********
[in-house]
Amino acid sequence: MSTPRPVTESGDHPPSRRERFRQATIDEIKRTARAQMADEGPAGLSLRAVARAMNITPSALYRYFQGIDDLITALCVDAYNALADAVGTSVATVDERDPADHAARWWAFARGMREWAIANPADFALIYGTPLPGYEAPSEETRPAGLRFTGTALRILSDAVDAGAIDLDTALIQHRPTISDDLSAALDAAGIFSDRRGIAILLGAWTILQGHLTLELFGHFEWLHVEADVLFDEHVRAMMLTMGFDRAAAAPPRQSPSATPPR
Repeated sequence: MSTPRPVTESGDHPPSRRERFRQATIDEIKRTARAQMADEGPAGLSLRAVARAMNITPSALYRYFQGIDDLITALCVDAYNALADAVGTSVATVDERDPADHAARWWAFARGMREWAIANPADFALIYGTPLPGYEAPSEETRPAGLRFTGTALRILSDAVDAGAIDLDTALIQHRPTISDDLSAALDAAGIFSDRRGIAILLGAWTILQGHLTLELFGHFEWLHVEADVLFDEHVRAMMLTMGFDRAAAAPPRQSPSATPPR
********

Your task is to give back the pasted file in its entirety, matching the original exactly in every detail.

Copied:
[in-house]
Amino acid sequence: MSTPRPVTESGDHPPSRRERFRQATIDEIKRTARAQMADEGPAGLSLRAVARAMNITPSALYRYFQGIDDLITALCVDAYNALADAVGTSVATVDERDPADHAARWWAFARGMREWAIANPADFALIYGTPLPGYEAPSEETRPAGLRFTGTALRILSDAVDAGAIDLDTALIQHRPTISDDLSAALDAAGIFSDRRGIAILLGAWTILQGHLTLELFGHFEWLHVEADVLFDEHVRAMMLTMGFDRAAAAPPRQSPSATPPR
Repeated sequence: MSTPRPVTESGDHPPSRRERFRQATIDEIKRTARAQMADEGPAGLSLRAVARAMNITPSALYRYFQGIDDLITALCVDAYNALADAVGTSVATVDERDPADHAARWWAFARGMREWAIANPADFALIYGTPLPGYEAPSEETRPAGLRFTGTALRILSDAVDAGAIDLDTALIQHRPTISDDLSAALDAAGIFSDRRGIAILLGAWTILQGHLTLELFGHFEWLHVEADVLFDEHVRAMMLTMGFDRAAAAPPRQSPSATPPR